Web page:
Musical chairs

  • by Richard Dodds
  • Wednesday May 11, 2016
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From top to bottom, Chris Morrell, Melissa O'Keefe,<br>and William Giammona find themselves in a strange <i>menage a trois</i><br> in a new version of <i>On a Clear Day You Can<br>See Forever</i> at NCTC. Photo: Lois Tema
From top to bottom, Chris Morrell, Melissa O'Keefe,
and William Giammona find themselves in a strange menage a trois
in a new version of On a Clear Day You Can
See Forever
at NCTC. Photo: Lois Tema

Three musicals each with a few quirks in their backstories arrive in quick succession in the coming week. Two are area premieres of musicals that had a hard go of it in their original New York runs and aren't often seen, while the third started modestly but has consistently picked up steam since its debut.

 

'Clear Day' with a twist

Probably the most curious of the lot is On a Clear Day You Can See Forever, beginning its run May 13 at New Conservatory Theatre Center. It's both a local premiere and not. The original version, first on Broadway in 1965, has been seen around these parts, but a 2011 incarnation with a radically new script and several added songs is making its debut. It's the brainchild of gay director Michael Mayer, whose successes with Spring Awakening and American Idiot gave him enough cache to find support for a reworking of the musical that added a pivotal gay angle.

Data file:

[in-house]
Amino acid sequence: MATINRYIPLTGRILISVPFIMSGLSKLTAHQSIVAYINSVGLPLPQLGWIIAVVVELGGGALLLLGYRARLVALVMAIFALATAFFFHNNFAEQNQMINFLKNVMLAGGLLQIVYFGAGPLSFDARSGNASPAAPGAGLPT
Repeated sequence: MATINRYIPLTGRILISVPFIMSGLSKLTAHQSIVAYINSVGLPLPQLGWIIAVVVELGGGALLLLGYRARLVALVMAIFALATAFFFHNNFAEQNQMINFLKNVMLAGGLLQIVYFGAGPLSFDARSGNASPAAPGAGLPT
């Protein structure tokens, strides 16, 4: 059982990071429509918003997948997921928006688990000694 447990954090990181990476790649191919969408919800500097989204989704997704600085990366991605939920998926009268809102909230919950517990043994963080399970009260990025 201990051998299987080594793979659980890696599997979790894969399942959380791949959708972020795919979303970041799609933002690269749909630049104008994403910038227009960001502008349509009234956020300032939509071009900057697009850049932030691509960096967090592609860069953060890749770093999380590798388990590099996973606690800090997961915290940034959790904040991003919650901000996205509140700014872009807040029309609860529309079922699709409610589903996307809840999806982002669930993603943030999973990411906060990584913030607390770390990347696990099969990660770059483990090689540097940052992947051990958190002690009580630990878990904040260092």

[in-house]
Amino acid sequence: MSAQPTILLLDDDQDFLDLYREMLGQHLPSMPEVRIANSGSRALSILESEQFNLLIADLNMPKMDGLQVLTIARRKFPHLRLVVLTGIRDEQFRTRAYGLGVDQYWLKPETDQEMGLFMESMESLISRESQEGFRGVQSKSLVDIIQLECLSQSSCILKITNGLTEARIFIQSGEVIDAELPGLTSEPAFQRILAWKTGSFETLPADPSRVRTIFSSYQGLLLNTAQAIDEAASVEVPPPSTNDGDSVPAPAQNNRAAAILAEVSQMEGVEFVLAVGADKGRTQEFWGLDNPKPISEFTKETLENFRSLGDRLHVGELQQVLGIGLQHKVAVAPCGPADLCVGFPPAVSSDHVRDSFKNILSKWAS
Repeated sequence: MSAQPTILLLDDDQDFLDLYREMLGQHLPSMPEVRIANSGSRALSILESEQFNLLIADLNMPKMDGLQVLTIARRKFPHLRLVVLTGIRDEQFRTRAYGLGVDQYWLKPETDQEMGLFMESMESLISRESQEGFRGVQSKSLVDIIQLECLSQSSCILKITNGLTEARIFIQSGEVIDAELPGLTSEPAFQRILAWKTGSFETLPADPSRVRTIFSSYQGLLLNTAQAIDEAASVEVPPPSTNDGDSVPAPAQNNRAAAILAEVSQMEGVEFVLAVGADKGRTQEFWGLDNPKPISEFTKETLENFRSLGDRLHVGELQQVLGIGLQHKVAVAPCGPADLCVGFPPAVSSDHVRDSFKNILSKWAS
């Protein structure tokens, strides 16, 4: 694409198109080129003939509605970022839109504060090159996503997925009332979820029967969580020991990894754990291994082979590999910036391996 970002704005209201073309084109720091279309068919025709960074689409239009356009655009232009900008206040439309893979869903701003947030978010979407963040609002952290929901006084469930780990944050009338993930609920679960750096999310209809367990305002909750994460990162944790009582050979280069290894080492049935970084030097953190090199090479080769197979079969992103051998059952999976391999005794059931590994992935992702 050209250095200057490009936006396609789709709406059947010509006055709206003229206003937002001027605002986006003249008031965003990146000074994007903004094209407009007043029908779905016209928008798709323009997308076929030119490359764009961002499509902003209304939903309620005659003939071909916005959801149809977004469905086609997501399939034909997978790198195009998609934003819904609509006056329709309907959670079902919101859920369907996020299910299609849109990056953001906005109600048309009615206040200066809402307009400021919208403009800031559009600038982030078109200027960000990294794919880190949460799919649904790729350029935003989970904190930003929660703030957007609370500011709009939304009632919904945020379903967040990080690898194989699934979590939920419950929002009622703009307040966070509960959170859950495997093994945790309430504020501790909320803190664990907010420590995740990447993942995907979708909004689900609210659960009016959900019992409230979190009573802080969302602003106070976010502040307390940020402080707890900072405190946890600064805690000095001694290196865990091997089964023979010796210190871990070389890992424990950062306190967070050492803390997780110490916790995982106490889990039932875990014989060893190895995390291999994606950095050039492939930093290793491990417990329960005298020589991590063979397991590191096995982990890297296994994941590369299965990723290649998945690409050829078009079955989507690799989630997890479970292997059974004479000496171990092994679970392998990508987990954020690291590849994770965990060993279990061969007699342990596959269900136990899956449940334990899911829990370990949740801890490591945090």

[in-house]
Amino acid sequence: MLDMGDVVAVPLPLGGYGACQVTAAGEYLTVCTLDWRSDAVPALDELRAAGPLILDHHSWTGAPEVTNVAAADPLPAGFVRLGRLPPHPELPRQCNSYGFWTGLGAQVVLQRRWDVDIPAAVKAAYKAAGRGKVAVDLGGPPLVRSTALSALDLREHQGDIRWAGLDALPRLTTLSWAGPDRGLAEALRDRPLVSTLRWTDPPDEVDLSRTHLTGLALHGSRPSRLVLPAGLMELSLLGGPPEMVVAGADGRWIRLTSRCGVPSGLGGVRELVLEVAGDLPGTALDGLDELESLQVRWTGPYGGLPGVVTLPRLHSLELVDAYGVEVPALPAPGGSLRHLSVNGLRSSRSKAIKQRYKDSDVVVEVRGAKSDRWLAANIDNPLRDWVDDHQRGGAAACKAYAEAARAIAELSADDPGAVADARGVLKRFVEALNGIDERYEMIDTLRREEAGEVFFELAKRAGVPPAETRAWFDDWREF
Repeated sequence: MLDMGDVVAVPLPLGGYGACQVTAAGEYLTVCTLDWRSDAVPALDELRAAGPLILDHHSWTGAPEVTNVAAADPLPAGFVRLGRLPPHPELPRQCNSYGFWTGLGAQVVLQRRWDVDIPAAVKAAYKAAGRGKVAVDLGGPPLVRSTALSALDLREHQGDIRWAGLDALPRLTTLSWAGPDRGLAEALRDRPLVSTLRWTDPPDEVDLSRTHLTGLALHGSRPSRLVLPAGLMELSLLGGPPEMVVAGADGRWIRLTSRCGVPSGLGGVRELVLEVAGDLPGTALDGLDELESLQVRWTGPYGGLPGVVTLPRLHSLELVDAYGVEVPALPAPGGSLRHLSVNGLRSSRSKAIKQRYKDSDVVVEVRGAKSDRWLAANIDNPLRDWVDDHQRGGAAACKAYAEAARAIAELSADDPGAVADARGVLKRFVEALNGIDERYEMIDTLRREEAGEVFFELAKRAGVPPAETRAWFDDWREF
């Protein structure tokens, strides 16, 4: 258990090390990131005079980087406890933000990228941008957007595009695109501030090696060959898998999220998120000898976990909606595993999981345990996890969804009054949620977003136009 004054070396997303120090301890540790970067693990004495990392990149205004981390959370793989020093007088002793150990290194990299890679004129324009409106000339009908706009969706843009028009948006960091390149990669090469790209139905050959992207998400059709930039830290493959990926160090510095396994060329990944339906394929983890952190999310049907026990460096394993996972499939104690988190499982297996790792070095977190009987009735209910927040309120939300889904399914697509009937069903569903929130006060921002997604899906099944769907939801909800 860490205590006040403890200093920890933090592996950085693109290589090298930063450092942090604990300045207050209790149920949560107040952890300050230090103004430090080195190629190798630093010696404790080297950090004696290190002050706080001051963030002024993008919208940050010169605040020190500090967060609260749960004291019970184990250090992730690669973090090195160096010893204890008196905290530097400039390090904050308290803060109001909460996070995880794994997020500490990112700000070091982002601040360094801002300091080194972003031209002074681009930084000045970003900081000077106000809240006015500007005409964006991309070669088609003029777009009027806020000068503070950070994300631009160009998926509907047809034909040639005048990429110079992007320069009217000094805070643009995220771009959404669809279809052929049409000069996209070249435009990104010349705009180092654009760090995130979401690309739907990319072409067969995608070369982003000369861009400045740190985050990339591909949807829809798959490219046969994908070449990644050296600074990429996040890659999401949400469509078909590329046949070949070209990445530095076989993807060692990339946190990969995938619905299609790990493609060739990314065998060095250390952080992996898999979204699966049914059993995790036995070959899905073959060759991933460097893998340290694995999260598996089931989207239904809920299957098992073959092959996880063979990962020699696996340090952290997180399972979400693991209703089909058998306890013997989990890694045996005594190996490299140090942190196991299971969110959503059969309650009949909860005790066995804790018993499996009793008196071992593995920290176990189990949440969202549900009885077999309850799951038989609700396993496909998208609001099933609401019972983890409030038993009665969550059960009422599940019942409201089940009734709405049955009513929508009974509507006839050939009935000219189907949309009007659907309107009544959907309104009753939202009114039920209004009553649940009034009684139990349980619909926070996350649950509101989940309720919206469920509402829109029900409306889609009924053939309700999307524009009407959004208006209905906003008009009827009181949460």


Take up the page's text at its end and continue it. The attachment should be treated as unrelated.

While Mayer and his librettist Peter Parnell successfully lobbied the estates of lyricist-librettist Alan Jay Lerner and composer Burton Lane for this reincarnation of a musical about reincarnation, a pre-opening feature in The New York Times, the kind of story that usually has more puff than punch, almost read like an advance obituary, with Lerner's daughter, Lane's widow, and even star Harry Connick Jr. expressing reservations not long before the show was to open. It was indeed battered by the critics and closed after a few performances.

What obviously drew NCTC to the new version was its gay angle that turned the role of neurotic Daisy (played so memorably by Barbara Harris in 1965) into a neurotic gay man named David. Seeking out a psychiatrist's help, he develops a crush on his doctor, while the widowed doctor falls in love with the 1940s big-band singer who manifests herself whenever he puts the patient into a hypnotic trance. But the only way he can fulfill his heterosexual desires for Melinda is to hold close the gay man who can provide them.